Last month, we sat down with Alejandra Flores, principal of Civilitude, as she commemorated her two-year work anniversary with the firm. Alejandra reflected on her time in the civil engineering industry and her experiences rising up as a leader within the organization.
What specific challenges have you faced in your role as a leader in the civil engineering field, and how have you overcome them?
Being a young woman in this industry is an incredible challenge. Feeling like you don’t have enough experience compared to others can make it hard to feel like a leader. However, Civilitude has so many folks with diverse knowledge backgrounds that you are always able to lean on someone else that may know more about a certain topic. Learning how to delegate has also been hugely beneficial in my role.
Can you share a significant project or accomplishment that you’re particularly proud of during your time as a leader in this firm? What made it memorable or impactful?
One project, Seabrook Square, recently received permit approval to begin construction. I am incredibly proud to have worked on this project not only because of the funding on the line, but because of how many stakeholders were involved. Working with Capital A Housing for this 100% affordable development in partnership with the National Housing Partnership Foundation (NHFP) with a permanent supportive housing component through Integral Care was incredibly rewarding, and we are all super thrilled to see this project come to fruition.
In your opinion, what are the key qualities or skills that make an effective leader in the civil engineering industry? How have you developed and applied these qualities in your role?
I think there are three main qualities that make you an effective leader.
Positive Attitude. If something doesn’t happen according to plan, you are better able to adapt and come up with a Plan B with a positive attitude. The positivity also trickles downward. If you are a confident leader, that will show through to the rest of your team.
Knowing your own limitations. You will never know everything, and that is okay! You become more valuable to your team when you know when to ask for help.
Be willing to go the extra mile. Be curious about learning new things and be willing to help others, even if it is outside of your scope of work.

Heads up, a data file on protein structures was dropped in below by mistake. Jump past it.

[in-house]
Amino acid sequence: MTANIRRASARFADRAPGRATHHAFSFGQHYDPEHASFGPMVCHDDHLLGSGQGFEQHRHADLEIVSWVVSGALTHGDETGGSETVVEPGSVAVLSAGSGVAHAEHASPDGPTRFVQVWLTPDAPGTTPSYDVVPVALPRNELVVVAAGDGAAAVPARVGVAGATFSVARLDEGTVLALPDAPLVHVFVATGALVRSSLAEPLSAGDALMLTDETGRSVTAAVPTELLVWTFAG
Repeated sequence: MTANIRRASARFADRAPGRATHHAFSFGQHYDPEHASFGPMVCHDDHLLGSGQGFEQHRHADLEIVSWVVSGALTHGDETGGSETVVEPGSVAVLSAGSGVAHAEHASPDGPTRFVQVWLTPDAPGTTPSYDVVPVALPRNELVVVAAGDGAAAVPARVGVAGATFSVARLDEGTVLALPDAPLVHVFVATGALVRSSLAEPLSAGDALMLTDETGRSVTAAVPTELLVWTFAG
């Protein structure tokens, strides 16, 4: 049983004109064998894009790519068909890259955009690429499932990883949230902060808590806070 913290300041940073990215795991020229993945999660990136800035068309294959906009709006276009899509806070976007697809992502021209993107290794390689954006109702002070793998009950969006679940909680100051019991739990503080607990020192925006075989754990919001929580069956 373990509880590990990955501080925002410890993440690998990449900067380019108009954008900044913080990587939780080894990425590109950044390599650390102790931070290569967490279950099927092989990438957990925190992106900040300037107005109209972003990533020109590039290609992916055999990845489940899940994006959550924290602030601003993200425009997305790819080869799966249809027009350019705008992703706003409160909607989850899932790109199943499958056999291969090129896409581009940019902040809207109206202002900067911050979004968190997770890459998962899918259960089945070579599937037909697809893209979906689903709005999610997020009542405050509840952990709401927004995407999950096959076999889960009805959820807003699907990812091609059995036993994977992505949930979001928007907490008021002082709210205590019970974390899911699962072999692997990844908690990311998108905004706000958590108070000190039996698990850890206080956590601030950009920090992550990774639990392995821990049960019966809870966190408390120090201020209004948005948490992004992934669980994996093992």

What strategies do you employ to foster a collaborative and inclusive work environment within your team?
Make sure you take the time to understand how different folks work within your team. For example, I have a more extroverted personality, but not everybody is that way. So as a leader, pay close attention to people’s personalities and work styles so you can facilitate conversations as needed.
How do you balance the need for innovation and creativity with the practical considerations and constraints that come with civil engineering projects?
Don’t try to be a one-man shop. It really all comes down to collaboration. There are things that as a civil engineer that I may not really consider while working on a project, but there are things that an urban planner or architect may find important and change to make a project better. This is true internally as well. We are really lucky that being a part of HEXAH, we have folks from Capital A Housing and Urbinden that have different areas of expertise that we can rely on when we need help.
As a leader, what do you see as the greatest opportunities and challenges for the civil engineering industry in the coming years?
The greatest challenge I see right now is the massive growth Austin is experiencing. Austin is becoming a big city, but it is known and loved for its small town feel. There is a hugely unique opportunity to shape the future of development in this city. Will Austin be a pedestrian-friendly city, walkable and bike-able? Or will it be even more car-dependent? All of these outcomes are highly influenced by engineering decisions. It’s incredibly exciting to be involved in such explosive growth and is driving up the demand for civil engineering work.